Kansas Death-Row Case Heads to Washington


     WASHINGTON (CN) – A vacated death sentence in Kansas will face review by the U.S. Supreme Court, the justices said Monday.
     State police had arrested Sidney Gleason and Damien Thompson on Feb. 22, 2004, just 10 days after Paul Elliott was robbed at knifepoint at his home in Great Bend.
     Their co-conspirator in the robbery, Miki Martinez, and Martinez’s boyfriend, Darren Wornkey, had been killed a day before the arrests.
     An amended complaint against Gleason and Thompson alleged capital-murder charges for Martinez and Wornkey’s deaths, plus first-degree premeditated murder and aggravated kidnapping of Martinez, and the attempted first-degree murder and aggravated robbery of Paul Elliott.
     Thompson ultimately pleaded guilty to the first-degree murder charge, leading investigators to Martinez’s body and testifying against Gleason.
     In addition to his testimony against Gleason, the state also had two more co-conspirators.
     While it added a firearm charge against Gleason, it dismissed the attempted murder charge.
     The jury took just a couple of hours to convict Gleason on all charges. He got a death sentence for the capital offense, and a life sentence on the other charges.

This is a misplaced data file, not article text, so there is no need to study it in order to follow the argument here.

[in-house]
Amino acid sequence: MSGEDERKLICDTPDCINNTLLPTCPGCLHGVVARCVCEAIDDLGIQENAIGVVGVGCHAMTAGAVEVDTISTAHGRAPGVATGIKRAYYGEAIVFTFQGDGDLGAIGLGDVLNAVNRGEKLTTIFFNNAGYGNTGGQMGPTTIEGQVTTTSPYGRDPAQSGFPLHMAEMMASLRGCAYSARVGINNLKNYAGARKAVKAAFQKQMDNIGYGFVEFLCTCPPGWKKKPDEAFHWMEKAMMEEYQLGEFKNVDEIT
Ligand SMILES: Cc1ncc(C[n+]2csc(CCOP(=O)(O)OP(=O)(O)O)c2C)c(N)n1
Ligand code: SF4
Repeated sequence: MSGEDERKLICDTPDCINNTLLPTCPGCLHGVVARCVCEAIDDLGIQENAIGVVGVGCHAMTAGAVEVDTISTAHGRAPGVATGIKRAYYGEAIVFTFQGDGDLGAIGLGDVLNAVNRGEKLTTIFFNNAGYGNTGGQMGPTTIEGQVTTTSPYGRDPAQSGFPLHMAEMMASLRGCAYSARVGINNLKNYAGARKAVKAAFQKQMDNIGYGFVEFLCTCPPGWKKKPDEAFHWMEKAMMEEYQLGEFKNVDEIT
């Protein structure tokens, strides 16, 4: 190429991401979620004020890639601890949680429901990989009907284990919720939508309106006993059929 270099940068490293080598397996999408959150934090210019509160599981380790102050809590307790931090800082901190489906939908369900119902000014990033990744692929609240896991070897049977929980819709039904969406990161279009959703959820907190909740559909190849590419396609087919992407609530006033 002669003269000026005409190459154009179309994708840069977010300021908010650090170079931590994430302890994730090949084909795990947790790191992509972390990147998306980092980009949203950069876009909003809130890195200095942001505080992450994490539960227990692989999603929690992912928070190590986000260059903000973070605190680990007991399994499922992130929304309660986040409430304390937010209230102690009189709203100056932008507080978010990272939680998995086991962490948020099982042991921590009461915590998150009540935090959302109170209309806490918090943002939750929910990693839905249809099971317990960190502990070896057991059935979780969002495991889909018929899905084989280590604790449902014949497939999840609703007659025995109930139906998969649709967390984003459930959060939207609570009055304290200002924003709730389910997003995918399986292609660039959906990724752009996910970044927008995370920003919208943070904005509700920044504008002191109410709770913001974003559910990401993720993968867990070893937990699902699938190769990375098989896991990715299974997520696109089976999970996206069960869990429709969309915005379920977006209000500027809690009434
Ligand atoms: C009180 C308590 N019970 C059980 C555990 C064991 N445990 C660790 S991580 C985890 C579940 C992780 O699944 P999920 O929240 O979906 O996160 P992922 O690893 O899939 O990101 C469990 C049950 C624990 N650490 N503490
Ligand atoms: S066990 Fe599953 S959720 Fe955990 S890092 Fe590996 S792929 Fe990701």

Vacating the death sentence last year, the Kansas Supreme Court found that the jury was not properly instructed on its duty to consider mitigating circumstances.
     Mitigating factors that Gleason had asserted included the love of his family, many of whom were also in jail or prison, and his relatively young age of 24.
     Gleason had also noted that Thompson would be eligible for parole in less than 23 years despite his admitted role in the underlying crimes.
     On appeal, the killer persuaded the Kansas Supreme Court that the jury was not instructed on the point that mitigating circumstances need not be proven beyond a reasonable doubt.
     In this case, “the instructions as a whole in this case exacerbated rather than cured the instructional error,” the 106-page opinion states. “Namely, the instructions repeatedly emphasized the state’s burden to prove the existence of aggravating circumstances beyond a reasonable doubt and to prove beyond a reasonable doubt that the death penalty should be imposed. Conversely, the instructions never informed or explained to the jury that no particular burden of proof applied to mitigating circumstances.”
     The same ruling upheld all of the Gleason’s convictions except for the first-degree premeditated murder, vacating that and a corresponding hard 50 sentence as “multiplicitous.”
     Per its custom, the Supreme Court did not comment on the case in granting the state a writ of certiorari Monday. It noted that Gleason can proceed in forma pauperis.

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